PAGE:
Jim Delany, bearer of bad news

Jim Delany might not have any influence over the NCAA's impending decision on expansion, but he is the sort of in-the-know person likely being kept well-informed on the NCAA's internal deliberations, and Wednesday, he hit the world with a little taste of bad news. When discussing the chances that the NCAA will actually expand the 65-team tournament to a 96-team field, Delany said he thought such an expansion was both "probable" and "likely." Two adjectives, one meaning: uh oh.

This is, obviously, bad news for those of us who have yet to hear a really good argument -- besides more money, of course -- for why the NCAA tournament needs to add 30 teams no one really wants to see play in the NCAA tournament (except for those 30 schools' coaches and athletic directors, who would very much enjoy expansion, thanks). It's not that expansion is an inherently bad idea. Maybe it'd be all right! Maybe it wouldn't really affect the NCAA tournament at all. Maybe we're making too big a deal out of it. But when you have something as good as the NCAA tournament in your back pocket -- as close to competitive perfection as any contest in all of sports -- why on Earth would you alter it? "Don't mess with a good thing" is an overused cliché in this discussion, but it applies. The NCAA tournament is awesome. Why screw it up?

Delany's major concern -- and probably the reason he decided to speak on the record about the ongoing expansion discussions -- is the regular season. Delany is worried that the expanded tournament will make the regular season less important, which means fewer people will tune in, and the Big Ten will lose money, and so on.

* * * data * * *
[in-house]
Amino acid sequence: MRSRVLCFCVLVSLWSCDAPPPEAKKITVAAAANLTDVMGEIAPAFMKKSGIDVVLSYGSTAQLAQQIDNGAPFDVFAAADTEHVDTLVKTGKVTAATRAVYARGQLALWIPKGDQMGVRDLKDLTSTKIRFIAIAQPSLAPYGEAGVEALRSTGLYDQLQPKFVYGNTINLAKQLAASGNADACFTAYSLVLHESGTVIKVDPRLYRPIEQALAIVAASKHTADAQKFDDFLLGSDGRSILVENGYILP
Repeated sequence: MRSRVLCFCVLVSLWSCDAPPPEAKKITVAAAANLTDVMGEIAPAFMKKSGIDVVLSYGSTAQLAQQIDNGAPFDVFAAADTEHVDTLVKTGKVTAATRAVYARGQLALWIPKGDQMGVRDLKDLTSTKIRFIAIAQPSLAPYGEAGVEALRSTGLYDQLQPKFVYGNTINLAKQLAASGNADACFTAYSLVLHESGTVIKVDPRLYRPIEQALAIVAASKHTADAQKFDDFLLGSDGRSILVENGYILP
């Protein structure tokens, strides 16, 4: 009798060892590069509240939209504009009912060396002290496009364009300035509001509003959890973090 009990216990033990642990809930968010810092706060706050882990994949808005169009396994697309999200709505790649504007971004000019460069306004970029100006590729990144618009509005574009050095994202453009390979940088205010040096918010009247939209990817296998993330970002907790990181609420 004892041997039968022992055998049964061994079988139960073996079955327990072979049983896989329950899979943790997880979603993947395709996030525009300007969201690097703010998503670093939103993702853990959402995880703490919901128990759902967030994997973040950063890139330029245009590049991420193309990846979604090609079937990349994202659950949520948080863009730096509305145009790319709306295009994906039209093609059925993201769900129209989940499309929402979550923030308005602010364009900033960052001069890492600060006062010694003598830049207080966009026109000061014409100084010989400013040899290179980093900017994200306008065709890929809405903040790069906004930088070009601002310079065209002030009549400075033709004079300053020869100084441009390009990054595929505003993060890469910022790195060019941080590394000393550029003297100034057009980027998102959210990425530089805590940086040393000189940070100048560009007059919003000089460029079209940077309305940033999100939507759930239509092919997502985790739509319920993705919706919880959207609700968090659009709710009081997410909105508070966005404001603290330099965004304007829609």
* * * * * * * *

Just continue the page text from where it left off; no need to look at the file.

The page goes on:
Fortunately for Delany, this is one of the worst anti-expansion arguments out there. Teams still have to make the tournament. Even an expanded field will have a bubble. (Will this bubble be as fun to parse? Doubtful. But the bubble would still exist.) And anyway, coaches and players compete for conference titles and want to beat their rivals, regardless of postseason implications. Indiana fans are not going to suddenly stop caring about the Purdue game, and Michigan State fans are not suddenly going to stop watching the Spartans try to win another Big Ten championship. Those things are still important now, and they'll still be important when the tournament is an unrecognizable morass of mediocrity.

Other concerns, though -- that the tournament itself will be less immediately competitive, less prestigious, and less interesting -- are still hanging over the whole thing. In many ways, the NCAA couldn't have picked a worse time to discuss expansion. Look at the 2010 NCAA tournament. It contained one of the least-worthy batches of bubble teams in recent memory; there were barely 65 entertaining teams for this bracket, let alone 96. (Just look at that 96-team field!) The teams that did make it in, however, have provided upsets and unrivaled entertainment from the very first whistle. Is changing this formula really in the NCAA's best long-term interest? Even with the money? Really?